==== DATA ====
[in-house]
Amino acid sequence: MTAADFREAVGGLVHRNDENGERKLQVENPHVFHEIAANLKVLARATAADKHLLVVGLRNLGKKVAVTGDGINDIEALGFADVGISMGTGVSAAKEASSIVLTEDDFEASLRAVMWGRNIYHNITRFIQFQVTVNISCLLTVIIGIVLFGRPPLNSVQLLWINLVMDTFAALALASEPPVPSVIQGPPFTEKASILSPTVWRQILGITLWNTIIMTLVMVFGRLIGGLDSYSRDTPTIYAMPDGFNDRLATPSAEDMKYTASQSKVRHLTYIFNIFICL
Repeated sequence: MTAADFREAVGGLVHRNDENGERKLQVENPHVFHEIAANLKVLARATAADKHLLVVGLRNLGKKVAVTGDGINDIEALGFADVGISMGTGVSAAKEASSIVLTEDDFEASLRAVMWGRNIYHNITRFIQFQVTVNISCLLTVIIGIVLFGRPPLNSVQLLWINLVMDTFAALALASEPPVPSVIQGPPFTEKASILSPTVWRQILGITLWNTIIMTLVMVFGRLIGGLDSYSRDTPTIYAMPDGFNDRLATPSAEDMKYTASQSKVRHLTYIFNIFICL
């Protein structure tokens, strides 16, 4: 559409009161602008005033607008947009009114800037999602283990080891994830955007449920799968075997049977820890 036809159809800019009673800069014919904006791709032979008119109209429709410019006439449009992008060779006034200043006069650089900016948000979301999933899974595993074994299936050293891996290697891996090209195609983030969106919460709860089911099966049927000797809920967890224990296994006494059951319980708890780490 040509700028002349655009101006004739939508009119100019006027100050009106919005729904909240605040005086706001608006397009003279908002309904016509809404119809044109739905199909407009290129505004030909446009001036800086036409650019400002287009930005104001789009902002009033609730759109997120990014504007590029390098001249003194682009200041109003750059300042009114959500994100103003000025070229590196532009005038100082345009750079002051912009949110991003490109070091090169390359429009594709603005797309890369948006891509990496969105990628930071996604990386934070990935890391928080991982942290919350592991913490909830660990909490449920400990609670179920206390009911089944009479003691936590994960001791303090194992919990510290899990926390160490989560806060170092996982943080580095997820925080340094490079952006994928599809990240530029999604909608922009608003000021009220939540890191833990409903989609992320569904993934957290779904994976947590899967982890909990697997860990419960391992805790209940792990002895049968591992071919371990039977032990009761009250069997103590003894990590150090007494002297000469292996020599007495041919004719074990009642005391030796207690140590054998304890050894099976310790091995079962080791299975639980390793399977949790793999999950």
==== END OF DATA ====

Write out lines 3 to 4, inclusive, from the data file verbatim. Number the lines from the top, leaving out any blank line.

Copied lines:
Repeated sequence: MTAADFREAVGGLVHRNDENGERKLQVENPHVFHEIAANLKVLARATAADKHLLVVGLRNLGKKVAVTGDGINDIEALGFADVGISMGTGVSAAKEASSIVLTEDDFEASLRAVMWGRNIYHNITRFIQFQVTVNISCLLTVIIGIVLFGRPPLNSVQLLWINLVMDTFAALALASEPPVPSVIQGPPFTEKASILSPTVWRQILGITLWNTIIMTLVMVFGRLIGGLDSYSRDTPTIYAMPDGFNDRLATPSAEDMKYTASQSKVRHLTYIFNIFICL
């Protein structure tokens, strides 16, 4: 559409009161602008005033607008947009009114800037999602283990080891994830955007449920799968075997049977820890 036809159809800019009673800069014919904006791709032979008119109209429709410019006439449009992008060779006034200043006069650089900016948000979301999933899974595993074994299936050293891996290697891996090209195609983030969106919460709860089911099966049927000797809920967890224990296994006494059951319980708890780490 040509700028002349655009101006004739939508009119100019006027100050009106919005729904909240605040005086706001608006397009003279908002309904016509809404119809044109739905199909407009290129505004030909446009001036800086036409650019400002287009930005104001789009902002009033609730759109997120990014504007590029390098001249003194682009200041109003750059300042009114959500994100103003000025070229590196532009005038100082345009750079002051912009949110991003490109070091090169390359429009594709603005797309890369948006891509990496969105990628930071996604990386934070990935890391928080991982942290919350592991913490909830660990909490449920400990609670179920206390009911089944009479003691936590994960001791303090194992919990510290899990926390160490989560806060170092996982943080580095997820925080340094490079952006994928599809990240530029999604909608922009608003000021009220939540890191833990409903989609992320569904993934957290779904994976947590899967982890909990697997860990419960391992805790209940792990002895049968591992071919371990039977032990009761009250069997103590003894990590150090007494002297000469292996020599007495041919004719074990009642005391030796207690140590054998304890050894099976310790091995079962080791299975639980390793399977949790793999999950």